This logical point would seem to assist in the weight of this premise.

If reality is computational, and indeed every possible existence is out there, then all universes are cellular automata, every possible state of every possible one exists.

This would seem to lead to the idea that in each state we constantly have the illusion that we are living now, moving through time. But really, each moment is just a possible state of existence that is permanently living out and experiencing that one state.

Maybe there’s no real fundamental distinction at the lowest levels between the universe and any actualisable system. In the same way, one state of a universe is the same thing as any one possible state of any actualisable system in the most fundamental sense. Imagine an artificial consciousness that, if you were to take a snapshot of every possible state of the neural network, the data in each snapshot is permanently experiencing that one state eternally.

3. Therefore, existence is necessary
So, if the premises are true, then existence is indeed necessary.


#2

ORIGINAL POST


Edit: I want to start a discussion here. I don’t usually tend to do this much. But I think it’s good to get discussion like this going. It really makes you think. I’ve seen some excellent discussion here: so jump in guys!


Recently I’ve been addicted to learning about consciousness and the nature of reality.

I’ve just watched an interesting debate between a theist and an atheist on the subject of the existence of god and the nature of reality. I’m an atheist, by the way. Though I do have pantheistic urges, but only emotionally. Rationally things are what they are.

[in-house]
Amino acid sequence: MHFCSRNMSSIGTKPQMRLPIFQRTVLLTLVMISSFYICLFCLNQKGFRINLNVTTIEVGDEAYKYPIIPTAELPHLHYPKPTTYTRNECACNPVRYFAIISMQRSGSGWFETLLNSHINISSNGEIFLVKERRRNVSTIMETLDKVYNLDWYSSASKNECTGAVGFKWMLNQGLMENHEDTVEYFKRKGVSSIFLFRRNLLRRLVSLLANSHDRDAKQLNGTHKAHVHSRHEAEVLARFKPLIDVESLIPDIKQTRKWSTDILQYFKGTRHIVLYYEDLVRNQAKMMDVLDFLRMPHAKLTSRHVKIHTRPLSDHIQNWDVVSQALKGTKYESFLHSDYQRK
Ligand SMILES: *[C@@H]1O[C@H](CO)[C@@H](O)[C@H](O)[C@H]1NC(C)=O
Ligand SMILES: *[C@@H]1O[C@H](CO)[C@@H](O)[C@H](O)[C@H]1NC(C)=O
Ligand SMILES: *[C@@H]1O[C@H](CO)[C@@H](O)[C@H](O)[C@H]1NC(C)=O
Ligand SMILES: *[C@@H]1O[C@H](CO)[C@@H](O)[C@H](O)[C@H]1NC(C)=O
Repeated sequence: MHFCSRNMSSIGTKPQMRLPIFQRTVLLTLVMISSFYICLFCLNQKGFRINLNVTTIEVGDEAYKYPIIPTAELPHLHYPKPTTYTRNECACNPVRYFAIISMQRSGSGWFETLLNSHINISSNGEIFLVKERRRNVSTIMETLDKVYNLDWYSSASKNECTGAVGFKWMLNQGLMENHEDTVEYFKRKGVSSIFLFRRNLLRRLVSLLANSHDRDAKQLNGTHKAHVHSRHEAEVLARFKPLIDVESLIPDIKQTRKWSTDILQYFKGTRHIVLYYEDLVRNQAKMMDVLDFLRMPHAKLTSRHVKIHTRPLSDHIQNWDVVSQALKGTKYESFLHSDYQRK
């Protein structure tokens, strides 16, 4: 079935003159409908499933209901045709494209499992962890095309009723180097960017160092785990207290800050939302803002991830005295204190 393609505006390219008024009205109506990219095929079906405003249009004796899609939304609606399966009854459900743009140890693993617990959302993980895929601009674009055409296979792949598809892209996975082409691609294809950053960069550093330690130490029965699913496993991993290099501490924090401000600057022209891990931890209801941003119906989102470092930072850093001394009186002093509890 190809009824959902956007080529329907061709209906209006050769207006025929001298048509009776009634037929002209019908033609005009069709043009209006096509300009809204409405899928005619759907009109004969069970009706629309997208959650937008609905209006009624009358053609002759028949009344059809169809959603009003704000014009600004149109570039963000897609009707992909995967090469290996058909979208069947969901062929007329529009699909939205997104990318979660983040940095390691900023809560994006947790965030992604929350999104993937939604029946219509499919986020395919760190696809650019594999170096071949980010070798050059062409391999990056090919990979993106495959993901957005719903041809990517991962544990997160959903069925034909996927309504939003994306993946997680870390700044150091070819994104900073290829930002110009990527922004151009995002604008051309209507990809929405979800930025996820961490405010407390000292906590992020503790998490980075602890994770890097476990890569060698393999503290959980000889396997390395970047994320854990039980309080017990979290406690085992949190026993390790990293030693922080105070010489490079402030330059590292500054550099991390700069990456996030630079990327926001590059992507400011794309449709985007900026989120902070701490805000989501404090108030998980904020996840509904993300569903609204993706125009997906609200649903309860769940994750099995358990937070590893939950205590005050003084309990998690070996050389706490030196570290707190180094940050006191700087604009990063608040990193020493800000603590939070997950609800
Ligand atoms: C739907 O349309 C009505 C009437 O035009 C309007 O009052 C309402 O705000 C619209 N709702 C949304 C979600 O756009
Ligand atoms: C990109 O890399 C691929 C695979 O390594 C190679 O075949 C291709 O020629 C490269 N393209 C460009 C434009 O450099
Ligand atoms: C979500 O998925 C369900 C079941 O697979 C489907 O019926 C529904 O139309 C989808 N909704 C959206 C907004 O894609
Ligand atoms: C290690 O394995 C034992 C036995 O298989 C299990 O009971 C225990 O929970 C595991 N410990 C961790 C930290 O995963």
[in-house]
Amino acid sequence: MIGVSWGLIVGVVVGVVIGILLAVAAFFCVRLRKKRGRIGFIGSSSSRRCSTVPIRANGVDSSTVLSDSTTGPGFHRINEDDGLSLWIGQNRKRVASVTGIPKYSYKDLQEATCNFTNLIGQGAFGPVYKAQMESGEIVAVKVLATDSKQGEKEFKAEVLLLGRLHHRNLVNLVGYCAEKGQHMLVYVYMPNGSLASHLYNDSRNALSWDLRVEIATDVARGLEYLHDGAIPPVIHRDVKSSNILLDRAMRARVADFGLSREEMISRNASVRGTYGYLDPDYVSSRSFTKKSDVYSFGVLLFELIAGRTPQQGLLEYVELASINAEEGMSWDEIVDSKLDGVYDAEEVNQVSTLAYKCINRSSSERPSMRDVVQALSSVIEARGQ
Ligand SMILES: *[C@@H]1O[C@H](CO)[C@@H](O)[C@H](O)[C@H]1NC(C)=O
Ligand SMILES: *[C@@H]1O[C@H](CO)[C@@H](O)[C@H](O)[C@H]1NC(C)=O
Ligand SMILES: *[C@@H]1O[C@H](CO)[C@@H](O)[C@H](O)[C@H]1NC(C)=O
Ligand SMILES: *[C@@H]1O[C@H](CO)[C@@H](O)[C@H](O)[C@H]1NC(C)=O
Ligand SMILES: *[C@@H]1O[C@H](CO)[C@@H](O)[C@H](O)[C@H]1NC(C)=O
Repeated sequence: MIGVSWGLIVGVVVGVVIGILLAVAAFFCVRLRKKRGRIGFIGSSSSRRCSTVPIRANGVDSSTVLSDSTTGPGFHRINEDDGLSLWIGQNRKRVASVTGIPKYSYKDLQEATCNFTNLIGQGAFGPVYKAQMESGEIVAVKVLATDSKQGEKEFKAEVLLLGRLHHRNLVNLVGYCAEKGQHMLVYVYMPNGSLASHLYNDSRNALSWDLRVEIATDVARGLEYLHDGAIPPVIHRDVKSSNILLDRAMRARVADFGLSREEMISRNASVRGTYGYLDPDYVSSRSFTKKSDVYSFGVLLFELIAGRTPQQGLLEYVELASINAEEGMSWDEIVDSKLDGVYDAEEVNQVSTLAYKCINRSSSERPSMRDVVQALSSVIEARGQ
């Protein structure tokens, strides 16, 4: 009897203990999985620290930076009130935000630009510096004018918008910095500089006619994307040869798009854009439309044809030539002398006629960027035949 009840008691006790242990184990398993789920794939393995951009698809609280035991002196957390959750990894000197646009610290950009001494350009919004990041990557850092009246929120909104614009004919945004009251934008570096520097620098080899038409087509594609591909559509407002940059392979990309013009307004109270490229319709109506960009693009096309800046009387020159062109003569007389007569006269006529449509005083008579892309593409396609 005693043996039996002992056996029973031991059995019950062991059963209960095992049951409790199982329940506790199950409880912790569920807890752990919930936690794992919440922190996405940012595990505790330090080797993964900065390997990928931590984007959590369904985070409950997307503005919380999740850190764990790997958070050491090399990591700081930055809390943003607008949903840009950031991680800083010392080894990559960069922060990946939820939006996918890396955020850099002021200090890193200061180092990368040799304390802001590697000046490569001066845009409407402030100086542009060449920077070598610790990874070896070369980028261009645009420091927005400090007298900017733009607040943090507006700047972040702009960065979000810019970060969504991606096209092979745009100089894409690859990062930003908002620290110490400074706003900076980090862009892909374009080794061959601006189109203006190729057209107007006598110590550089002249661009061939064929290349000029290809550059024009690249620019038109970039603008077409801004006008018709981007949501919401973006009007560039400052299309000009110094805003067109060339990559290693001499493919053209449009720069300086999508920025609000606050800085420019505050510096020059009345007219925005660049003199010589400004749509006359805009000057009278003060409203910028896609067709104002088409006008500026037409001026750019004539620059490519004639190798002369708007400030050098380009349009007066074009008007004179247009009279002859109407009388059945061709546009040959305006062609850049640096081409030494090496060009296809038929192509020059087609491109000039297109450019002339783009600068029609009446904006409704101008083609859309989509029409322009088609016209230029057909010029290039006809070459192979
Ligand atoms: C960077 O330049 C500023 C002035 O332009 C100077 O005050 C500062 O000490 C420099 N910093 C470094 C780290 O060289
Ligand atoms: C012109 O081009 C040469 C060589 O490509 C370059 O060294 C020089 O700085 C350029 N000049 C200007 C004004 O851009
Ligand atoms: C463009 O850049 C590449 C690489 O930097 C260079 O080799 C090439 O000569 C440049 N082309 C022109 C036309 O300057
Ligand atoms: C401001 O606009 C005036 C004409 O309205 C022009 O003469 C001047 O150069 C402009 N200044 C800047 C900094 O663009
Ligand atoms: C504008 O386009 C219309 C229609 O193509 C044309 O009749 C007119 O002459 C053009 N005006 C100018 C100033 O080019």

I’ve been forming a representation of the nature of reality.

My thinking is this: something exists because it is impossible for nothing to exist.

The concept of non-existence is paradoxical, for it is predicated on the possibility of existence, which presupposes the something.

Paradoxical concepts are not computable.

But there’s a problem when talking about existence from the outside.

That may be down to the answer to this question: do concepts exist as something external to the physical?

All concepts as thought are only representations. Whilst concepts seem to exist external to our representations of them: I suppose that they do not exist. For, given some initial specification, you can derive all possible concepts using computation, in principle, because all computable and internally consistent concepts follow from one another logically. There is no other possible way that the space of all internally consistent concepts could be.

So, I don’t think they could be said to exist in any physical sense, it is just the necessary nature of reality that the space of all computable concepts is logically deducible, so therefore we can arrive at similar enough representations that there is no circumstance in practice where any differences in representation lead to a conflict. The representation of any concept is subjective and will depend on the structure of the object that is conceptualising it.

So, if concepts don’t really exist as things external to the physical, then it may be the case that no conceptual representation exists that maps onto reality as seen from the outside, because then it would explain itself by reference to something which can only exist on the inside.

This leads onto another layer: is there a distinction between reality and the universe?

Is the universe predicated on a base layer to reality: computation - where anything that is computable and internally consistent can exist, but anything paradoxical cannot exist because it is not computable?

If this is the case, then it matters not whether concepts exists, only that anything computable and logically consistent can exist, but everything else that can be specified, or represented abstractly, but is not computable cannot exist.

So, we’re back to: only that which is internally consistent can exist, therefore it is impossible for nothing to exist, therefore it could be suggested that everything that can exist, does exist, on some strata, adjacent and/or hierarchical, of reality.